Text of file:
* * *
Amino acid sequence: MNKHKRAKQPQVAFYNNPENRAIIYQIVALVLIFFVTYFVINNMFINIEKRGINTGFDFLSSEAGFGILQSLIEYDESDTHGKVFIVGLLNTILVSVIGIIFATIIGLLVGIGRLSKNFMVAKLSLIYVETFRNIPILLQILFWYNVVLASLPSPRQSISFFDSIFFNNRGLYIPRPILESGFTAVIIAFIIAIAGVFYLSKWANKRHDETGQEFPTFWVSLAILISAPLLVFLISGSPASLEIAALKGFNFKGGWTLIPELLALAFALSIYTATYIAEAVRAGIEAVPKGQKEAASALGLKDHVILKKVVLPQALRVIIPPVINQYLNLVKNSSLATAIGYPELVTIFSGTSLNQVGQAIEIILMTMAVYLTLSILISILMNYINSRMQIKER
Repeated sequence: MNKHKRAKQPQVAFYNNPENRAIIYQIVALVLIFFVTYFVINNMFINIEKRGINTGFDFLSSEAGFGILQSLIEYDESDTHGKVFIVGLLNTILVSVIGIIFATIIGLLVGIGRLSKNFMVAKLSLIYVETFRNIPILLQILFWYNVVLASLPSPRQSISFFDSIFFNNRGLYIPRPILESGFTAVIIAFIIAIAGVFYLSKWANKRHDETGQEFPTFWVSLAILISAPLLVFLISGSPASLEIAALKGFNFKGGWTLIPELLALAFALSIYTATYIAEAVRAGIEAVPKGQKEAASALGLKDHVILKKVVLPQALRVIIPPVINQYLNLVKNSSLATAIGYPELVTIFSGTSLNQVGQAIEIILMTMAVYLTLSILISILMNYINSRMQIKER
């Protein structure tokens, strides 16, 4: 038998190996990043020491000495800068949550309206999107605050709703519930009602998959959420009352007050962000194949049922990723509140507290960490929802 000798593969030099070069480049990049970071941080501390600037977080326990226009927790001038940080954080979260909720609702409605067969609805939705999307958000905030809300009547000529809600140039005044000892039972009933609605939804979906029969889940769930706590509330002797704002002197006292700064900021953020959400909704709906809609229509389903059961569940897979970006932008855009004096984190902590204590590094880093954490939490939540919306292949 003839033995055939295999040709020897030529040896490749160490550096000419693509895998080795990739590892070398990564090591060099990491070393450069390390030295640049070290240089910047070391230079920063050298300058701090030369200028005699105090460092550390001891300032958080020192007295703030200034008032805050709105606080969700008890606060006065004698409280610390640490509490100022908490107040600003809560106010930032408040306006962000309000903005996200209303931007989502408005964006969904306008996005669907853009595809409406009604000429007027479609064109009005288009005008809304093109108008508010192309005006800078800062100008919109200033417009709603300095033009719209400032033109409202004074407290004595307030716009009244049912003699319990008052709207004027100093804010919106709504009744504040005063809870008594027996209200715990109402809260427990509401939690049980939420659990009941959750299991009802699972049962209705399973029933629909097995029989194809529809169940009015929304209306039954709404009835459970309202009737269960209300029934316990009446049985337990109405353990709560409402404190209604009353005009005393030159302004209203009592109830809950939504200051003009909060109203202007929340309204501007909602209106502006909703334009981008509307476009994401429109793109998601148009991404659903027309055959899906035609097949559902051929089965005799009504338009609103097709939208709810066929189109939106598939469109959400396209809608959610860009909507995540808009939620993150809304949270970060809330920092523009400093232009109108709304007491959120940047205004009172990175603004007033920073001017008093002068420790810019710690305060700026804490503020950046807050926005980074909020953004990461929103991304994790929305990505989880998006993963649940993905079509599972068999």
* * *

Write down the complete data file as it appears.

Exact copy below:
Amino acid sequence: MNKHKRAKQPQVAFYNNPENRAIIYQIVALVLIFFVTYFVINNMFINIEKRGINTGFDFLSSEAGFGILQSLIEYDESDTHGKVFIVGLLNTILVSVIGIIFATIIGLLVGIGRLSKNFMVAKLSLIYVETFRNIPILLQILFWYNVVLASLPSPRQSISFFDSIFFNNRGLYIPRPILESGFTAVIIAFIIAIAGVFYLSKWANKRHDETGQEFPTFWVSLAILISAPLLVFLISGSPASLEIAALKGFNFKGGWTLIPELLALAFALSIYTATYIAEAVRAGIEAVPKGQKEAASALGLKDHVILKKVVLPQALRVIIPPVINQYLNLVKNSSLATAIGYPELVTIFSGTSLNQVGQAIEIILMTMAVYLTLSILISILMNYINSRMQIKER
Repeated sequence: MNKHKRAKQPQVAFYNNPENRAIIYQIVALVLIFFVTYFVINNMFINIEKRGINTGFDFLSSEAGFGILQSLIEYDESDTHGKVFIVGLLNTILVSVIGIIFATIIGLLVGIGRLSKNFMVAKLSLIYVETFRNIPILLQILFWYNVVLASLPSPRQSISFFDSIFFNNRGLYIPRPILESGFTAVIIAFIIAIAGVFYLSKWANKRHDETGQEFPTFWVSLAILISAPLLVFLISGSPASLEIAALKGFNFKGGWTLIPELLALAFALSIYTATYIAEAVRAGIEAVPKGQKEAASALGLKDHVILKKVVLPQALRVIIPPVINQYLNLVKNSSLATAIGYPELVTIFSGTSLNQVGQAIEIILMTMAVYLTLSILISILMNYINSRMQIKER
């Protein structure tokens, strides 16, 4: 038998190996990043020491000495800068949550309206999107605050709703519930009602998959959420009352007050962000194949049922990723509140507290960490929802 000798593969030099070069480049990049970071941080501390600037977080326990226009927790001038940080954080979260909720609702409605067969609805939705999307958000905030809300009547000529809600140039005044000892039972009933609605939804979906029969889940769930706590509330002797704002002197006292700064900021953020959400909704709906809609229509389903059961569940897979970006932008855009004096984190902590204590590094880093954490939490939540919306292949 003839033995055939295999040709020897030529040896490749160490550096000419693509895998080795990739590892070398990564090591060099990491070393450069390390030295640049070290240089910047070391230079920063050298300058701090030369200028005699105090460092550390001891300032958080020192007295703030200034008032805050709105606080969700008890606060006065004698409280610390640490509490100022908490107040600003809560106010930032408040306006962000309000903005996200209303931007989502408005964006969904306008996005669907853009595809409406009604000429007027479609064109009005288009005008809304093109108008508010192309005006800078800062100008919109200033417009709603300095033009719209400032033109409202004074407290004595307030716009009244049912003699319990008052709207004027100093804010919106709504009744504040005063809870008594027996209200715990109402809260427990509401939690049980939420659990009941959750299991009802699972049962209705399973029933629909097995029989194809529809169940009015929304209306039954709404009835459970309202009737269960209300029934316990009446049985337990109405353990709560409402404190209604009353005009005393030159302004209203009592109830809950939504200051003009909060109203202007929340309204501007909602209106502006909703334009981008509307476009994401429109793109998601148009991404659903027309055959899906035609097949559902051929089965005799009504338009609103097709939208709810066929189109939106598939469109959400396209809608959610860009909507995540808009939620993150809304949270970060809330920092523009400093232009109108709304007491959120940047205004009172990175603004007033920073001017008093002068420790810019710690305060700026804490503020950046807050926005980074909020953004990461929103991304994790929305990505989880998006993963649940993905079509599972068999």